Clement of Rome  

Pope Clement I is listed by Irenaeus and Tertullian as Bishop of Rome, holding office from 88 to his death in 99.

He is considered to be the first Apostolic Father of the Church. Few details are known about Clement's life. Clement is known to have been a leading member of the church in Rome in the late 1st century. Early church lists place him as the second or third bishop of Rome after Saint Peter.

His letter, which is one of the oldest extant Christian documents outside of the New Testament, was read in church, along with other epistles, some of which later became part of the Christian canon.

According to tradition, Clement was imprisoned under the Emperor Trajan; during this time he is recorded to have led a ministry among fellow prisoners. Thereafter he was executed by being tied to an anchor and thrown into the sea.

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Authorship: (Assumed)Clement
Year Written: (Assumed)88-99 AD
Scripture Type:Church Father - Apostolic
The Church Fathers are ancient and generally influential Christian theologians, some of whom were eminent teachers and great bishops. The term is used of writers or teachers of the Church not necessarily ordained and not necessarily "saints".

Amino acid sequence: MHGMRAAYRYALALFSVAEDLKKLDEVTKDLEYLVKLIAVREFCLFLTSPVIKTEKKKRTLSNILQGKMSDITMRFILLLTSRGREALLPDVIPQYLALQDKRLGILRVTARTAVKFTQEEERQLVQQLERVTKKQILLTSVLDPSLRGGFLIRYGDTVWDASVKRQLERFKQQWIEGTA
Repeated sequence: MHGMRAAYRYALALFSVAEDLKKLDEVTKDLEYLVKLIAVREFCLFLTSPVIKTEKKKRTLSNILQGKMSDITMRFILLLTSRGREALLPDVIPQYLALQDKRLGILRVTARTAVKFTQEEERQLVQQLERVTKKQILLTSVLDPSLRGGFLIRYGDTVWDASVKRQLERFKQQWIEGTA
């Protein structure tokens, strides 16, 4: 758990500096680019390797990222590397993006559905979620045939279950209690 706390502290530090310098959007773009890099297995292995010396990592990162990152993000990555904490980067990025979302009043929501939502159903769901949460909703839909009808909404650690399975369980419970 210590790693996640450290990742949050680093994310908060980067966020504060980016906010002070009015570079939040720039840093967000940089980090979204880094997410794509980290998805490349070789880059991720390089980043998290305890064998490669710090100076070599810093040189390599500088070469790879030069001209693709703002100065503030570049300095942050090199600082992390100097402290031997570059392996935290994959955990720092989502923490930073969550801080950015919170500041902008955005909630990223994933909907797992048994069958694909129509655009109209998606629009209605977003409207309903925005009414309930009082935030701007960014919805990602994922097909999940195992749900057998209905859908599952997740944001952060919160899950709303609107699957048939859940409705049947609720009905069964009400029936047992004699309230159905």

The Apostolic Fathers were Christian theologians who lived within the first 100-years who are believed to have personally known some of the Twelve Apostles, or to have been significantly influenced by them. Their writings, though popular in Early Christianity, were ultimately not included in the final canon of the New Testament. Many of the writings derive from the same time period and geographical location as other works of early Christian literature that did come to be part of the New Testament, and some of the writings found among the Apostolic Fathers seem to have been just as highly regarded as some of the writings that became the New Testament.
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